Mixed reactions poured forth as the details of the raid by the National Child Protection Authority (NCPA) on ‘Prem Nivesa’ at Rawatawatte, Moratuwa, came to light.
Has the NCPA gone “beyond its call of duty” and overstepped the mark, is one concern while another was that an impartial investigation into Prem Nivesa’s activities should be held forthwith.
Let the judicial process take its course to ascertain whether the nuns at Prem Nivesa have violated the law, said a child rights activist, stressing however that the searchlight also needs to be pointed at the NCPA to find out whether it has acted within the boundaries set by the Act which established it.
There seems general consensus that if the NCPA has acted on “solid evidence”, then a thorough and impartial investigation should be held. For instance questions raised by a child rights lawyer were: How did foreign websites in countries such as Germany and America advertise babies from this home for sale? Were all the children even those under-age mothers (under 16) registered either with Probation and Child Care Services or Social Services? Were the lists of prospective local parents exhausted before foreign parents were given the chance to adopt children from this home? Is there any evidence of foreigners paying “agents” here and abroad to “adopt” a baby from this home? If so, did the nuns know about such payments?
Who are the “agents” abroad and in Sri Lanka who facilitated such adoptions, he asked, urging the government to get to the bottom of the mystery, even if it has to seek international assistance from such organizations as Interpol.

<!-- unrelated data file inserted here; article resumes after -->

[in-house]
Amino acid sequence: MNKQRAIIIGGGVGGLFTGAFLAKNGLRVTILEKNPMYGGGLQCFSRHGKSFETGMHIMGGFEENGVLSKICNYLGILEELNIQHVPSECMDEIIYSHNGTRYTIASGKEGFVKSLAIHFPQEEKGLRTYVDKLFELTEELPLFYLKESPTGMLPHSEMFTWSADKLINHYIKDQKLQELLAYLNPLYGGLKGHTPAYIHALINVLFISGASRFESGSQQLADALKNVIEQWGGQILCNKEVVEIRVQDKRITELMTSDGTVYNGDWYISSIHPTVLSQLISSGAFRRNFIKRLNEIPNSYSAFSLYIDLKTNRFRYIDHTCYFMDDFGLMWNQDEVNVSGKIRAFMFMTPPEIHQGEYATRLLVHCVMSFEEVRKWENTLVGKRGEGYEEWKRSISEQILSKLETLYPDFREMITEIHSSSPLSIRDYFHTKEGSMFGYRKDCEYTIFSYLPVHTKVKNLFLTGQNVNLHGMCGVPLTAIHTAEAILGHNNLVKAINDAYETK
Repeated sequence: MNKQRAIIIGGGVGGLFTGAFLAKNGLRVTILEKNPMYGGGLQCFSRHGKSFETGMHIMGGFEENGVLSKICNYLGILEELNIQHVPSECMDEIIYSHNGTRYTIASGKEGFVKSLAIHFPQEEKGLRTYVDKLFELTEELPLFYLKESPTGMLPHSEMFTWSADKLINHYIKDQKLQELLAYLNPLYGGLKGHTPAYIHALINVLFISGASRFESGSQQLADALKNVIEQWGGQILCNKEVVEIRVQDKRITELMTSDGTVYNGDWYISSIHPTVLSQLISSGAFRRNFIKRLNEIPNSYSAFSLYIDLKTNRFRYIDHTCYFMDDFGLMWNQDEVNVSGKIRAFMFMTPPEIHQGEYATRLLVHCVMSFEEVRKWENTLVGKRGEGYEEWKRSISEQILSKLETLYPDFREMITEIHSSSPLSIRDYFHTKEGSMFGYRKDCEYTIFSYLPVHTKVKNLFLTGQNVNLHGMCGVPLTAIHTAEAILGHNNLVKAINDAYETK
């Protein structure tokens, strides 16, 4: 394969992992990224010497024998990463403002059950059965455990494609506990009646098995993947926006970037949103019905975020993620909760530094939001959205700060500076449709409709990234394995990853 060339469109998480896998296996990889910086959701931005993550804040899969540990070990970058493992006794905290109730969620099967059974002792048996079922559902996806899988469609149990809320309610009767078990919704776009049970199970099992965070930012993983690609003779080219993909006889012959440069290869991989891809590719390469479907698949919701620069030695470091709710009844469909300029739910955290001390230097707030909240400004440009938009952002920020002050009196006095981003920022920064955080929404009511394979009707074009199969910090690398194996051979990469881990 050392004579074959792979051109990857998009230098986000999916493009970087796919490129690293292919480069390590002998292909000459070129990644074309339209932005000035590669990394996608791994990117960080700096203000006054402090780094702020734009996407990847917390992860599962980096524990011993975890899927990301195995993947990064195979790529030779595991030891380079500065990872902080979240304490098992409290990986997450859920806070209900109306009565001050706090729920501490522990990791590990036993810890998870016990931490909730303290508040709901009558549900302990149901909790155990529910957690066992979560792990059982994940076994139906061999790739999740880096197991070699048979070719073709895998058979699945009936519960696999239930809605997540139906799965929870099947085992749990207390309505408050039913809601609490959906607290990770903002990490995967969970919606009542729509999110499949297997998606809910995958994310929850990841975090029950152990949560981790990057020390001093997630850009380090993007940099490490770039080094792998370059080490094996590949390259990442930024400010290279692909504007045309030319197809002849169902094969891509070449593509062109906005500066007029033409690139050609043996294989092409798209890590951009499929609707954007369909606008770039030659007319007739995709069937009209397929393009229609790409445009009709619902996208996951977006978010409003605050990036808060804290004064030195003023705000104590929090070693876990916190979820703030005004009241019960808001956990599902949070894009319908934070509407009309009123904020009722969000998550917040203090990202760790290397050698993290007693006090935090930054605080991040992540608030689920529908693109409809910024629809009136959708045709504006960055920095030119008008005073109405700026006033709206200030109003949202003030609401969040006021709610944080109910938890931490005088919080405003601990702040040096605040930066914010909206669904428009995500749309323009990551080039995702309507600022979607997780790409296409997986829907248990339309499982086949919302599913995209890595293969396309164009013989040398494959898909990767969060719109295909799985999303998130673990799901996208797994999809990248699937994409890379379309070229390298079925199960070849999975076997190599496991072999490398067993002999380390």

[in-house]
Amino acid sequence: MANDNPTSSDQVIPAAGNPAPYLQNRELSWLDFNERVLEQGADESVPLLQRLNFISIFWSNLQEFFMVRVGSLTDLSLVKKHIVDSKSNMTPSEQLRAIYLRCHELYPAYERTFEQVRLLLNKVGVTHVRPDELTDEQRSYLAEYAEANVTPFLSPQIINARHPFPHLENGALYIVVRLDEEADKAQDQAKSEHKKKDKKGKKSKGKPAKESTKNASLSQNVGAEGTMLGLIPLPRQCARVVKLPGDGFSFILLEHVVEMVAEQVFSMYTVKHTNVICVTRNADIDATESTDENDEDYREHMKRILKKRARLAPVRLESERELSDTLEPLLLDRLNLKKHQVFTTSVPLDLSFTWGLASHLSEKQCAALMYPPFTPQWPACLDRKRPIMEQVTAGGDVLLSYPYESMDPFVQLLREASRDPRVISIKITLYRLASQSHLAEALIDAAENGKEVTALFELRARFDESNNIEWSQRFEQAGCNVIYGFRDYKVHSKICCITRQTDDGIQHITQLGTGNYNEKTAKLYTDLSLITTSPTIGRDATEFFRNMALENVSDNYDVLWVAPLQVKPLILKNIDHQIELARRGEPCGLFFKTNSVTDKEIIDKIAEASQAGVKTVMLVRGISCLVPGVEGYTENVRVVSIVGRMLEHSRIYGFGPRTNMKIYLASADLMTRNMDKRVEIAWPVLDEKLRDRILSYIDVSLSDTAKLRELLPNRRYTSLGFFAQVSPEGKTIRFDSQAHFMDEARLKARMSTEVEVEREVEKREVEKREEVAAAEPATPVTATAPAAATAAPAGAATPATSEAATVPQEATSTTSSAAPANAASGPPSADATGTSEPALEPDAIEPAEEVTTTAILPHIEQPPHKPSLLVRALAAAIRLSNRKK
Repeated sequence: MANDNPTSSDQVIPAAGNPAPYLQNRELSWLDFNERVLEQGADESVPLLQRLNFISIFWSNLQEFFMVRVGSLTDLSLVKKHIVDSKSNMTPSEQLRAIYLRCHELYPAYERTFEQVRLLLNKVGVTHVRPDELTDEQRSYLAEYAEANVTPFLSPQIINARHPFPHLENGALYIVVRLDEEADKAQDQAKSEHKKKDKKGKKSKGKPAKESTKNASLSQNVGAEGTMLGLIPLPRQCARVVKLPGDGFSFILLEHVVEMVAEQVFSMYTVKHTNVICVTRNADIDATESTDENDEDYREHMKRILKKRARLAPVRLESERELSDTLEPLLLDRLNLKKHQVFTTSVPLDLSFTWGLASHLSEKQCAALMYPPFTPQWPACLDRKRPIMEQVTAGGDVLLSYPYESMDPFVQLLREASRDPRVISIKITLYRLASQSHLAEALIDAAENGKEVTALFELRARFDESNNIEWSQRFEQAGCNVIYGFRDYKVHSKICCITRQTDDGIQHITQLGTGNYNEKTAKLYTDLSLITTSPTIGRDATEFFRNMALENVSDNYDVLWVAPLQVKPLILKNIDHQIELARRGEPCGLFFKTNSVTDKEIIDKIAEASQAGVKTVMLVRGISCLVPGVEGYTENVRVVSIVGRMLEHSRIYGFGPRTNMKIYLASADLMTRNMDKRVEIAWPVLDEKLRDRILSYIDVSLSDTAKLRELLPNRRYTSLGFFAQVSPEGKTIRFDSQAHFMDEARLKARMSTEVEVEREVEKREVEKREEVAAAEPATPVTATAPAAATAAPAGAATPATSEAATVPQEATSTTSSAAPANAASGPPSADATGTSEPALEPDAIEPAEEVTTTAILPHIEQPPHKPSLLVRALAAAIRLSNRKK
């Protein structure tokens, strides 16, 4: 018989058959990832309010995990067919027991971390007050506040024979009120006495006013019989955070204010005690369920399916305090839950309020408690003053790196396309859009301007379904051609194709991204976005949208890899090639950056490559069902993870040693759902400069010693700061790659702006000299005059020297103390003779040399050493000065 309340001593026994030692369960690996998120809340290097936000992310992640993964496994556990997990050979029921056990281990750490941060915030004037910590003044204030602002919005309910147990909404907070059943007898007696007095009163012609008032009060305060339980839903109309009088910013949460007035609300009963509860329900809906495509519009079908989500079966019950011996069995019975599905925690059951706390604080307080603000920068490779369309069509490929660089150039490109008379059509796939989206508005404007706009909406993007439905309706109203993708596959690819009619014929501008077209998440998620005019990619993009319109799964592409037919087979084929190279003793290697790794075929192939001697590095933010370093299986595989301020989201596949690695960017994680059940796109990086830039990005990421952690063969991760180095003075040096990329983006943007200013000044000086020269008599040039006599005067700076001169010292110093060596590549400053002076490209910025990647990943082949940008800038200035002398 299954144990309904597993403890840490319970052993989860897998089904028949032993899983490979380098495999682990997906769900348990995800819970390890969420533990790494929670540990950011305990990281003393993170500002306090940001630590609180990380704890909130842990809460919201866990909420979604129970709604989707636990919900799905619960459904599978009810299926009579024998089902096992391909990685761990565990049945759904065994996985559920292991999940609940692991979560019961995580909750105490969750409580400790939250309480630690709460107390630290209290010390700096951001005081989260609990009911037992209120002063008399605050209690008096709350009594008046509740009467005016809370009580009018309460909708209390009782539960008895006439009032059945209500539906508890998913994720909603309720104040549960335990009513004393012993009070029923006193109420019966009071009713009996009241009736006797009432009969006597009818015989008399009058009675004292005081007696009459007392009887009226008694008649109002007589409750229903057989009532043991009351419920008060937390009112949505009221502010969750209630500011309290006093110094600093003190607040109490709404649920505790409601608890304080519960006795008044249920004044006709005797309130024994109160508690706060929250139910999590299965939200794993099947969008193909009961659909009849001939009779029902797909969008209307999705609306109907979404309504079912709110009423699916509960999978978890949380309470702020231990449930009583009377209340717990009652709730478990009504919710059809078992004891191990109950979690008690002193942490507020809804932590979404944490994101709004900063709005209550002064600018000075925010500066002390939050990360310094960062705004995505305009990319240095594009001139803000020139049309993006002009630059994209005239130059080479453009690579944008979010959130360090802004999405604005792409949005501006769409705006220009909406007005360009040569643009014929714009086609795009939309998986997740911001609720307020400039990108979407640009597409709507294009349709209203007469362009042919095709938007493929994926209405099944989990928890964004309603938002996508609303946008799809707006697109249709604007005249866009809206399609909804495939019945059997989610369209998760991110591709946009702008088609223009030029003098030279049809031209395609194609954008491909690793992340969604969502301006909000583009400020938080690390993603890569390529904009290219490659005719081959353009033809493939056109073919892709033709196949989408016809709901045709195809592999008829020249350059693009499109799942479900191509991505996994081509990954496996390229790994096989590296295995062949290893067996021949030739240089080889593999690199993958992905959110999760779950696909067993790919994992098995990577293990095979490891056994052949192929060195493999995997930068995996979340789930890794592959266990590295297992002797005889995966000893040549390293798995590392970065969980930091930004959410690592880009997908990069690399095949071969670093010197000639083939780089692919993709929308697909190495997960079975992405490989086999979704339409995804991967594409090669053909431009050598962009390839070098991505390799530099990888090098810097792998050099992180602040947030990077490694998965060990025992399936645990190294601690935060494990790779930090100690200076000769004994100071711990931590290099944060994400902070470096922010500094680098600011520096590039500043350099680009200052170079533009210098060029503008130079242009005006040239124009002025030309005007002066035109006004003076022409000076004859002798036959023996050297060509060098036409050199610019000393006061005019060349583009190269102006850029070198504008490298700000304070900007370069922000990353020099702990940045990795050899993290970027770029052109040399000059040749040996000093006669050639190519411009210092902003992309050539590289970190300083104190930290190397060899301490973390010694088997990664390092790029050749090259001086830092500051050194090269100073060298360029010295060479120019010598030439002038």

And what of the role of Probation and Child Care in monitoring such adoptions?
“May be the way the NCPA raid was carried out was not the best way. The crucial issues need to be investigated,” urged a rational voice in child protection with decades of work at the grassroots.
In a swoop directed by NCPA Chairperson Anoma Dissanayake, on a tip-off, a team on November 23 raided Prem Nivesa being run by the Missionaries of Charity, an Order of nuns of the Catholic Church set up by the legendary Mother Teresa in Calcutta, India, to look after unloved and uncared for men, women and children who were mainly homeless.
The Superior of Prem Nivesa, Sr. Mary Eliza, was arrested on November 25, produced before Colombo’s Additional Magistrate Yvonne Fernando and remanded, but released on bail on November 28. The case which was called up again on December 1 has been postponed to December 15.
Many local parents who have adopted children from the home vouch for the fact that “no money changed hands” and activists were angry that the NCPA Chairperson had reportedly said that she did not know that such a home even existed at Rawatawatte.Prem Nivesa is registered not only with the Western Provincial Department of Probation and Child Care as a ‘Child Development Centre’ but also with the Provincial Social Services Department as well, as there is a section for physically and mentally disabled children, a source said, pointing out the “obvious” lack of coordination by the NCPA with the other government departments working for the welfare of children.
This is the crux of the problem, an activist pointed out, for without coordinating with the other government agencies, the NCPA acts alone and arbitrarily. Acting without studying the functions laid down by the NCPA Act, it has no proper technical direction, he said, adding that “this is a fundamental lack”.